Cracks or injuries to your turtle's shell are nothing to ignore. Even a small crack or tear can turn into a serious infection. Always check with your veterinarian on any injuries your turtle might sustain. Here is how a veterinarian may treat your turtle and get her back on her feet.
Traditional wound management in turtles, or chelonians, has generally consisted of surgical wound debridement by a veterinarian (removal of the dead tissue), followed by topical and systemic administration of antibiotics.
The wound would be further managed by wet to dry bandages covered by a self-adhesive dressing such as Tegaderm
Sealing a shell with any remaining infection will have disastrous consequences because of the lack of drainage (removal of discharges and necrotic tissue) and the difficulty in obtaining complete control over bacterial contamination. Due to the invariable presence of bacterial contamination, long-term open wound management (not using artificial shell material to cover the wound) is now the treatment of choice in handling these wounds. The process of shell healing may require 1-2 years.
The use of Silver Sulfadiazine Cream impregnated bandages has been found to be beneficial in wound care and helps in controlling wound odor and bacterial contamination at the surface of the wound.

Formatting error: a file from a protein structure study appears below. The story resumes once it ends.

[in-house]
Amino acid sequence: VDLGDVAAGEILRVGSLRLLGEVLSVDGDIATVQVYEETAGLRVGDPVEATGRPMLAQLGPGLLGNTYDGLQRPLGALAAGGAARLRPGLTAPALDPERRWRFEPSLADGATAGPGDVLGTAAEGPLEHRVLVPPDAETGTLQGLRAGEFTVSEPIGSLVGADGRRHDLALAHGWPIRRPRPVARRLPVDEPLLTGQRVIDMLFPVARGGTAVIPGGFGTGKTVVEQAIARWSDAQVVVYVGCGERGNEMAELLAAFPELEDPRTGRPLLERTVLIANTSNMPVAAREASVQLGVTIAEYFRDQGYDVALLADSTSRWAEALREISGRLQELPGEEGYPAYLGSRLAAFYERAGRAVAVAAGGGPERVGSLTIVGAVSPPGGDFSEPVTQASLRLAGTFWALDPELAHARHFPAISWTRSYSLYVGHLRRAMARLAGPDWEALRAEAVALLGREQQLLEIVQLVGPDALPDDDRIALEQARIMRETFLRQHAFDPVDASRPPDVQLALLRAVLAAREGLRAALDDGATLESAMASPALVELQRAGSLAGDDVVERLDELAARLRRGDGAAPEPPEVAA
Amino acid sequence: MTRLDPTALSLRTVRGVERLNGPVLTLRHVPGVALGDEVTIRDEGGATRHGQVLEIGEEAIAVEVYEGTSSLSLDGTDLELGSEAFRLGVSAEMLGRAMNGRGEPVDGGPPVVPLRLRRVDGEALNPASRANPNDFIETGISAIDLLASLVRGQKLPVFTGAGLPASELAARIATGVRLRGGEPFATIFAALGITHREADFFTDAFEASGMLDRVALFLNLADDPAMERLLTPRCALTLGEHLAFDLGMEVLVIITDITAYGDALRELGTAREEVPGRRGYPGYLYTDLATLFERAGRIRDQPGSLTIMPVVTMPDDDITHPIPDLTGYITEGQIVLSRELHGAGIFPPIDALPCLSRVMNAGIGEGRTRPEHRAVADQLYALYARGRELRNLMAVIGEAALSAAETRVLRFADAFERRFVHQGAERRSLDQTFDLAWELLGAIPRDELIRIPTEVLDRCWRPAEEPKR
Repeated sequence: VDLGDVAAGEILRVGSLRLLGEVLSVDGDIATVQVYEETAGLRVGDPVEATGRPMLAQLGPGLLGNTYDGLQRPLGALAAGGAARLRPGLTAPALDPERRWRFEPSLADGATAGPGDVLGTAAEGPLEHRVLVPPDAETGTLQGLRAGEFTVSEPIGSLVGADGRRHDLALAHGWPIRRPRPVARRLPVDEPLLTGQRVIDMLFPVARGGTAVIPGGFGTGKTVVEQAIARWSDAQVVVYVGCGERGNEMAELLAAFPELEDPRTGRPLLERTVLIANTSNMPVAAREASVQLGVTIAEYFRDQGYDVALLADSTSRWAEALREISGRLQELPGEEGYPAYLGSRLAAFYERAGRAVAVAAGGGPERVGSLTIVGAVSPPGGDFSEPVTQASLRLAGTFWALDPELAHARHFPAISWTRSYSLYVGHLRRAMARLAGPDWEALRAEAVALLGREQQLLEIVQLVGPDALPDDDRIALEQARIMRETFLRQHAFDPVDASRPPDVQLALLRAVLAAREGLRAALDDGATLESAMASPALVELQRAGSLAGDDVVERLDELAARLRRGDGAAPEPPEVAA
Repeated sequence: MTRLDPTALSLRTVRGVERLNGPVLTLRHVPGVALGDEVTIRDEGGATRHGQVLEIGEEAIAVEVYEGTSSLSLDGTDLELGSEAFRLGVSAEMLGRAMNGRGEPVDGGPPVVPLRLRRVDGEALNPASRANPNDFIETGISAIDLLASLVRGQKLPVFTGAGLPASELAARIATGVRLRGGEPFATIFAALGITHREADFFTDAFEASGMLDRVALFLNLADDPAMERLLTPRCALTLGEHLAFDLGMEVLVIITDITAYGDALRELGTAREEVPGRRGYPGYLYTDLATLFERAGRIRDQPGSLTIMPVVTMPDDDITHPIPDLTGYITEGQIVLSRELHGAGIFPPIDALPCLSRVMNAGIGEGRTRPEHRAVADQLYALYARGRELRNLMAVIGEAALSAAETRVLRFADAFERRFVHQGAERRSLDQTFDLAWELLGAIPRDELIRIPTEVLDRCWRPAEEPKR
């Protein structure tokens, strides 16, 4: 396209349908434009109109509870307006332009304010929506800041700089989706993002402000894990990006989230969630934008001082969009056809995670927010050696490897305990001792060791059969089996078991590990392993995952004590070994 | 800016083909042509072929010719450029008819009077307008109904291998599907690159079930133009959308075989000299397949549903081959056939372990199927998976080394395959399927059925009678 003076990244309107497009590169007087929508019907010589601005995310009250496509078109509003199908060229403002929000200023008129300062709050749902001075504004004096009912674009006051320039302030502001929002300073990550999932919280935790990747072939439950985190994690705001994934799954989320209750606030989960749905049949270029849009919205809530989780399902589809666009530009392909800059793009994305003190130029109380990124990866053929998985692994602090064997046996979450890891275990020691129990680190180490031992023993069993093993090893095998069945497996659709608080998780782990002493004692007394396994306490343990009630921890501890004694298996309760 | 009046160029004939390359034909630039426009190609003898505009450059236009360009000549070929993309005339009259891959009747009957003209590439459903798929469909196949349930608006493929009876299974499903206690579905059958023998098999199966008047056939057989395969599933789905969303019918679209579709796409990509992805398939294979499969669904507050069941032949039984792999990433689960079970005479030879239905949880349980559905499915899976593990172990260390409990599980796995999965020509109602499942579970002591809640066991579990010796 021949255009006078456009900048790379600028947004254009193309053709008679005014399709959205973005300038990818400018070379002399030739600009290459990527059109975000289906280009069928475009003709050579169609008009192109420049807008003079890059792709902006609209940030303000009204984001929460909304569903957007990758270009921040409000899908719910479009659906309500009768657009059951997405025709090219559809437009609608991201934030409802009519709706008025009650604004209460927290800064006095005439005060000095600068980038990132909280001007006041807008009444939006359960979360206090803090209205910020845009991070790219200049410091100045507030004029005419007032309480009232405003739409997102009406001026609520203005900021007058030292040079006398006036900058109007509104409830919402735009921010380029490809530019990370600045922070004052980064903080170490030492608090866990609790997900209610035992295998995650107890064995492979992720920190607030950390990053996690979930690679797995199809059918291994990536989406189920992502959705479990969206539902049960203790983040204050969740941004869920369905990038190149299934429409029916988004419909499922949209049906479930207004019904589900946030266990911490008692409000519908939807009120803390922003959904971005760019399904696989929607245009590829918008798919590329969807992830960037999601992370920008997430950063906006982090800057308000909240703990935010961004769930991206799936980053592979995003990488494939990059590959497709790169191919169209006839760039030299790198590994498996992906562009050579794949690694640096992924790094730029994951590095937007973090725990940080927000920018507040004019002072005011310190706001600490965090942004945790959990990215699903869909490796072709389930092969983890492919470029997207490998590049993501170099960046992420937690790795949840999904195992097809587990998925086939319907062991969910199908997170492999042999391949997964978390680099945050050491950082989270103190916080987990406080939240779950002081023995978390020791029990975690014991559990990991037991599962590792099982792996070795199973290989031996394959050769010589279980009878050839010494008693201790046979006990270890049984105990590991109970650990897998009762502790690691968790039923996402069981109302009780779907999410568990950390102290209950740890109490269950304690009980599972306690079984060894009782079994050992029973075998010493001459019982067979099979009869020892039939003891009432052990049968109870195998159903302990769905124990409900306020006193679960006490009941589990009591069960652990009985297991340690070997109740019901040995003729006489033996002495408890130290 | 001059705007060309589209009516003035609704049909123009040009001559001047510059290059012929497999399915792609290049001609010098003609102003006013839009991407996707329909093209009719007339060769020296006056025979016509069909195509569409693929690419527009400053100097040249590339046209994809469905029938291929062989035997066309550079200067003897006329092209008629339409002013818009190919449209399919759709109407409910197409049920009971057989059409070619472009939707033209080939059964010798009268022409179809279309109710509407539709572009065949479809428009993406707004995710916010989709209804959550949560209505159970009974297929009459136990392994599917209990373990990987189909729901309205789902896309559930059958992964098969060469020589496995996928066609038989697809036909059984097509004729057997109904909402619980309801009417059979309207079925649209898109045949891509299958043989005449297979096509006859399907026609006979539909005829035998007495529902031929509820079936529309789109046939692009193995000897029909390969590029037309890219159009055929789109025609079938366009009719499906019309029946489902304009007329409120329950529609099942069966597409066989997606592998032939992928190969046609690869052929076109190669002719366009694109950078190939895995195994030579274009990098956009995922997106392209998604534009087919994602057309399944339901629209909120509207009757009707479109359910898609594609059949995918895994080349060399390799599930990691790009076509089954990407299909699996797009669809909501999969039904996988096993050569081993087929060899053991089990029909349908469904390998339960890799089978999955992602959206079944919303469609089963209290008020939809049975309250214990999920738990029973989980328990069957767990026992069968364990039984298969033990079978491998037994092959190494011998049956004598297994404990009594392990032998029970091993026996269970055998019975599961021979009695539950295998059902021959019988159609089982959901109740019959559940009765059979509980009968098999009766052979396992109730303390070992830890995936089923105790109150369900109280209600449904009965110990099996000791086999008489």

Bandages of any type should be changes on a daily to every other day basis.
Aquatic turtles should be dry-docked for approximately 7 days. Prolonged dry-docking may cause stress and loss of normal physiological function. A watertight wound shield may be created through the use of a small plastic cup, cut in half latitudinally and fixed to the shell with a non-toxic underwater epoxy. Once the lid is secured for 24 hours, the turtle is allowed access to water. Most turtles will resume swimming and ambulation within 2 days. This type of wound shield can be modified to allow open treatment of shell wounds while still maintaining normal aquatic turtle behavior.
- Adkesson, Michael DVM and Erika Travis, DVM, et al. “Vacuum-assisted Closure for Treatment of Deep Shell Abscess and Osteomyelitis in a Tortoise.” JAVMA, Vol. 231, No. 8, October 15, 2007. Pp. 1249-1254.
- Mader, Douglas, DVM. Reptile Medicine and Surgery. Second Edition. Elsevier, Inc. 2006. Pp. 894-896.
- Sypniewski LA, Hahn A, Murry JK, et al. “Novel Shell Wound Care in the Aquatic Turtle.” J Exotic Pet Med. 2016; 25(2):110-114.